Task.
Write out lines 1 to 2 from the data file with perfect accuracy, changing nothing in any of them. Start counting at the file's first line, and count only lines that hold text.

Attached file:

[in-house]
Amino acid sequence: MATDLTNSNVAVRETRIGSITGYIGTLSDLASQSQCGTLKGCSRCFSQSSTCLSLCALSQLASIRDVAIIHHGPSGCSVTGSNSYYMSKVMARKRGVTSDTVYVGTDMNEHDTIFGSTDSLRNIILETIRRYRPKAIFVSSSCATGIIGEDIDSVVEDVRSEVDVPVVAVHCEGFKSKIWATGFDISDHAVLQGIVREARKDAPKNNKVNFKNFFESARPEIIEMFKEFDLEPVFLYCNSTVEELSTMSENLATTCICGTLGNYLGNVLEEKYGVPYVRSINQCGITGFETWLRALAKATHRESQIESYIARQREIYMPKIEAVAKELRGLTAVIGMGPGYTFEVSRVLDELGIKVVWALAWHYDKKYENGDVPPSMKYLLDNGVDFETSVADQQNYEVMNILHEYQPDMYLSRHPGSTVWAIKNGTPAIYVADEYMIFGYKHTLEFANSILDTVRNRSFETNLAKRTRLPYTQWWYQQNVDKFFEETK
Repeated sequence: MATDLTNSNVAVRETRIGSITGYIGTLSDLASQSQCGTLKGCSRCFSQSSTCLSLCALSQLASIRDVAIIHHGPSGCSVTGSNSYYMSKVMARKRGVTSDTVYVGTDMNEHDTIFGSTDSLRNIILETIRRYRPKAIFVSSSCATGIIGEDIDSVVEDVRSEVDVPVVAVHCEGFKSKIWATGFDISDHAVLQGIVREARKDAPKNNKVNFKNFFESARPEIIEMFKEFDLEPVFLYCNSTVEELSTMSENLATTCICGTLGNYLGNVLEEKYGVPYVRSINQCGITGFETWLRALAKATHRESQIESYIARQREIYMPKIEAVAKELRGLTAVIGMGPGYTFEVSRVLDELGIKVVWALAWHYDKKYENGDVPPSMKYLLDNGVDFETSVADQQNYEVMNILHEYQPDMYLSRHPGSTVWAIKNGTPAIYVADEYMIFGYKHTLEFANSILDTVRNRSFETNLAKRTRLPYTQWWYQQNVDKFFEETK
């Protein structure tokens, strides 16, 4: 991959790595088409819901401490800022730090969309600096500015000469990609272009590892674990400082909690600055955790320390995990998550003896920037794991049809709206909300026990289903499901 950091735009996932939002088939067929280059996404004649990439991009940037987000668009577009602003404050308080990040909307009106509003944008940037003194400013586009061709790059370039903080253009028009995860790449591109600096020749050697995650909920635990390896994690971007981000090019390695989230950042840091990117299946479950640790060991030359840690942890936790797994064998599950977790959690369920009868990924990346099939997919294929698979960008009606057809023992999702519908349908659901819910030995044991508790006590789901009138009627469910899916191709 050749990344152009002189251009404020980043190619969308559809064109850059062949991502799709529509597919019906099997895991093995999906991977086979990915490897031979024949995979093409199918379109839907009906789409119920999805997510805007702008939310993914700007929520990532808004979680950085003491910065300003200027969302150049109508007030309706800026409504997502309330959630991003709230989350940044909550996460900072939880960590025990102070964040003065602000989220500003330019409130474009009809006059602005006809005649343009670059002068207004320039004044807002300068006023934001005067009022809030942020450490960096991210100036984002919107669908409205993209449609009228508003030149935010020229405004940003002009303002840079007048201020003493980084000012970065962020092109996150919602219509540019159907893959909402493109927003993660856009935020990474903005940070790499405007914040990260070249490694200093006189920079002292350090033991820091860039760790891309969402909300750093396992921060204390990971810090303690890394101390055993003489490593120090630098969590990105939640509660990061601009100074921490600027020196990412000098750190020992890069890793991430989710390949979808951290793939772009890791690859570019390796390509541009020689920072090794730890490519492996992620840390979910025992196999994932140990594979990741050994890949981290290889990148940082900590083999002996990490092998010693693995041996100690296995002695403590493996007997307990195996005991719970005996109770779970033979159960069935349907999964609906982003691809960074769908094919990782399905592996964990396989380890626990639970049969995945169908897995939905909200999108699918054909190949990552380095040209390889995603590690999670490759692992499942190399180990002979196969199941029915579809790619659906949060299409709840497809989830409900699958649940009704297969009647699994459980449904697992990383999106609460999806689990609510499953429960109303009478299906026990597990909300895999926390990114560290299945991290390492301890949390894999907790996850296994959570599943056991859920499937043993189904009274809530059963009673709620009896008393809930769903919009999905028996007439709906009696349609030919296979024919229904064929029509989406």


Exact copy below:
[in-house]
Amino acid sequence: MATDLTNSNVAVRETRIGSITGYIGTLSDLASQSQCGTLKGCSRCFSQSSTCLSLCALSQLASIRDVAIIHHGPSGCSVTGSNSYYMSKVMARKRGVTSDTVYVGTDMNEHDTIFGSTDSLRNIILETIRRYRPKAIFVSSSCATGIIGEDIDSVVEDVRSEVDVPVVAVHCEGFKSKIWATGFDISDHAVLQGIVREARKDAPKNNKVNFKNFFESARPEIIEMFKEFDLEPVFLYCNSTVEELSTMSENLATTCICGTLGNYLGNVLEEKYGVPYVRSINQCGITGFETWLRALAKATHRESQIESYIARQREIYMPKIEAVAKELRGLTAVIGMGPGYTFEVSRVLDELGIKVVWALAWHYDKKYENGDVPPSMKYLLDNGVDFETSVADQQNYEVMNILHEYQPDMYLSRHPGSTVWAIKNGTPAIYVADEYMIFGYKHTLEFANSILDTVRNRSFETNLAKRTRLPYTQWWYQQNVDKFFEETK